I'm about to rearrange my entire computer because I think I could make it perform a wee better. Currently my computer is an Athlon XP 2700+ on a A7N8X-E Deluxe rev 2.0, 3 maxtor hdd's (1 40g,60g,200g) along with an BFG 7800 GS OC agp. 2.5 GB corsair value select PC3200. I currently have WinXP pro installed on the 40 Gb maxtor (because it is the fastest drive I have) and my pagefile set on a small 5 gb partition on the 60 gbb.. the 200 gb hd has only about 8 gb free and is on a PCI IDE card a Promise Ultra 133 if I remember... cant defragment it eficciently and also the MFT are outta whack on all 3 drives. I took apart the PSU the other day and noticed a black/brown discoloration on the copper looping inside of it and I've decided th PS is dying...although the Voltages don't seem to be to bad in Everest. 12v is fine.. 5v is under by .10. What I plan on doing is buying a new PS (I haven't decided which one yet) The old one was a Raidmax 420 Watt, did so good so far. I think I need about a 500w powersupply now because I plan on buying a 750 GB seagate soon to use on one of the unused SATA ports, (and buy another one down the road. That BFG agp video card pushes the limit of the old PSU I think. I really want to get rid of the PCI IDE card because It adds about 20-30 seconds to boot times. I am going to empty my 200 gb hdd drive onto the new 750 gb hdd drive, backup all the data offa the 40 gb hdd and format them all (hopefull with the right sized MTF this time). Reinstall WinXP pro on the 200gb, put the PF on the 40gb, leave all my data on the 750 gb and get an external USB hdd enclosure for the 60 gb which happens to be the slowest drive. after all this I will have only 1 sata port free for the planned second 750 seagate.. What do YOU think?? Sounds better balanced than before??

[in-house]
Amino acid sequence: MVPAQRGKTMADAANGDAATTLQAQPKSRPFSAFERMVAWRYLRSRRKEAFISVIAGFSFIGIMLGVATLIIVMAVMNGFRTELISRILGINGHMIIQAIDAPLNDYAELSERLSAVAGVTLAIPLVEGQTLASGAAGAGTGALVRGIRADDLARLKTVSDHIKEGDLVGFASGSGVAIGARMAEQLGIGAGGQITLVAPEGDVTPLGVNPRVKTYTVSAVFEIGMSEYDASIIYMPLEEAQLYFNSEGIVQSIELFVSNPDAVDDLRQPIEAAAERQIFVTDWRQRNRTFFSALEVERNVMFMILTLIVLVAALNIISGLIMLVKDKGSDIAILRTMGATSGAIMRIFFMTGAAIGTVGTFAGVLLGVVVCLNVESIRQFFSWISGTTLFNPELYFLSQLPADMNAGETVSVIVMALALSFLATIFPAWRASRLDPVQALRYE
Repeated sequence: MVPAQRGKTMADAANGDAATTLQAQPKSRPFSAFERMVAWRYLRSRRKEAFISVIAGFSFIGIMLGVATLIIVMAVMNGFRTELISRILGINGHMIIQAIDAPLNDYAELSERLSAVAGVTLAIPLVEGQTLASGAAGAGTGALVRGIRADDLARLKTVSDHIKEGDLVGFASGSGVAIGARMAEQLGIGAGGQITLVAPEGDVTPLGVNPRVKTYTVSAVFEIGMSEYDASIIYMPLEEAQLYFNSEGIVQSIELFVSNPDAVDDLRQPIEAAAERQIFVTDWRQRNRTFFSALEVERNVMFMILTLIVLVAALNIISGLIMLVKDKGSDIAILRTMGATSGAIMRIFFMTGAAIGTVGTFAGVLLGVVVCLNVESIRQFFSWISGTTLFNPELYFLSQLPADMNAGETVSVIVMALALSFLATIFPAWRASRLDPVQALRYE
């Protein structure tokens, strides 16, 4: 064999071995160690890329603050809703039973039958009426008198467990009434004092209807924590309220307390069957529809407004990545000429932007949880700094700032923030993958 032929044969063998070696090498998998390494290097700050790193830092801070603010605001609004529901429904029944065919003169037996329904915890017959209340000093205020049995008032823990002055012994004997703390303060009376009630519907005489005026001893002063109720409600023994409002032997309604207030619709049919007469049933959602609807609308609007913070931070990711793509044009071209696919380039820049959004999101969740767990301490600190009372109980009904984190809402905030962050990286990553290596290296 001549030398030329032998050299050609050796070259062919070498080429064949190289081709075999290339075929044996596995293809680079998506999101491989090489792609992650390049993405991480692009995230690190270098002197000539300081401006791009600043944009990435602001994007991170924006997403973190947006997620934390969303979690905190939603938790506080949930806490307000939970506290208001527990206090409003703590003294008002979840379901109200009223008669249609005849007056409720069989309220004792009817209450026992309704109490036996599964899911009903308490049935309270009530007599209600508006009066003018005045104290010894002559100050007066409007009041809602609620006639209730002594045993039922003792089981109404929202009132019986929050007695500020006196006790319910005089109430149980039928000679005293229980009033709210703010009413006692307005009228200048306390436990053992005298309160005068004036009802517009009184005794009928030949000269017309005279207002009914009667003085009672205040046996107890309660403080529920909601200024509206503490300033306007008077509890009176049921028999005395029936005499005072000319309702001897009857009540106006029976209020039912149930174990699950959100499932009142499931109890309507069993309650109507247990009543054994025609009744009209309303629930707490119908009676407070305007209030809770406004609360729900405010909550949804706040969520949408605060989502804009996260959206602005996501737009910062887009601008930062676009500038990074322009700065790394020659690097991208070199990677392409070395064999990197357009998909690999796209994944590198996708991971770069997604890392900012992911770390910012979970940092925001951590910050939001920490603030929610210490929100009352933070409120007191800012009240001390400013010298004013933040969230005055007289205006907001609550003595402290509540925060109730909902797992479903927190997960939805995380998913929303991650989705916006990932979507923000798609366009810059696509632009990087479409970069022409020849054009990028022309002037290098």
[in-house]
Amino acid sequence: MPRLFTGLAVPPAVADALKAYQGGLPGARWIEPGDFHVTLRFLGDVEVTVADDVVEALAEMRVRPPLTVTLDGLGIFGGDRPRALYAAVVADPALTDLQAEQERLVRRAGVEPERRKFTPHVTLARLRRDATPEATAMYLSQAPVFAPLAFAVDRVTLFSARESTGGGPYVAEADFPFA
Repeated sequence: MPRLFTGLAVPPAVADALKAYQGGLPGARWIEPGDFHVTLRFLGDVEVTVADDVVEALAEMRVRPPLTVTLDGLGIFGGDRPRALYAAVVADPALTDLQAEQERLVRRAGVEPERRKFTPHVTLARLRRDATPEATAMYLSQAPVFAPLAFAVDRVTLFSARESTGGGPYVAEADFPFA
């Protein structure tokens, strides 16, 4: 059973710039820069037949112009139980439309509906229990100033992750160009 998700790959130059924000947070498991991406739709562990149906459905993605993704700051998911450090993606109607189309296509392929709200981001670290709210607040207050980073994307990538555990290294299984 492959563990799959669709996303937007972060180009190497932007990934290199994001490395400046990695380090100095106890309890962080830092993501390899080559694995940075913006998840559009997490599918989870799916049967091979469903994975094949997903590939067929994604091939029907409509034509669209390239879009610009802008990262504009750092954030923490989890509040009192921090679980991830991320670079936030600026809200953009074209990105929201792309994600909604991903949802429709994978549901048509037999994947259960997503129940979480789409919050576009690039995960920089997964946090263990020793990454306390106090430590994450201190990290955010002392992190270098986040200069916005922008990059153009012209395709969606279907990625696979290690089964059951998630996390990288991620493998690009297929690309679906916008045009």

February 26, 2007 5:04:22 AM

Quote:
[Your such a tard...

First of, i was somewhat joking, and i was pretty friendly. I just don't want him turning into a pest. :wink:

As for having an outdated system, you are really really stupid. My system works amazing and was a good value too. Plus i'll be able to upgrade to AM2+, so shut your troll mouth until you can think of something intelligent.



good value? amazing? what ever its still number 2!
February 26, 2007 6:54:07 AM

The best thing to do with older IDE drives when you replace them, if you don't need them in a legacy PC, is to put them in an external drive bay. I have 300 gig Maxtor and a 160 gig WD in external Bytec bays that we use for additional storage alongside the external WD 250 and LaCie 500 brick.

PSUs that come with the case are usually bad. Find the thread discussing PSUs and get a good Seasonic, Thermaltake or one of the better Cooler Masters. You need something like 20 amps on the 12 volt rail for your 7800GS and you aren't getting it with that power supply.

I replaced a 350watt raidmax PSU with a Cooler Master real power 450 with 22 amps on the 12 volt rail and I intend on replacing the 400 watt Apex with a Seasonic 500 watt in my dual core as soon as I can afford it. Until then, I won't even trust upgrading to an 8600 Ultra.
February 26, 2007 10:05:48 AM

Eeee... I hope I didn't ruin the 7800 just yet...... it was a brand new upgrade from an old Sapphire 9600 Atlantis 256...... I have NO Idea how many amps I am getting on the old PSU on the 12v rail... Its just that I notice sometimes that the Nvidia control panel shuts down and some games get blocky I suppose. I think initially it was because i was sharing the 7800 with the 200 gb maxtor and 4 case fans... Right now its the 7800 being shared with the 4 case fans. I was thinking about getting either the Antec Truepower Trio 550 or the Smartpower 550...
February 26, 2007 2:12:27 PM

Quote: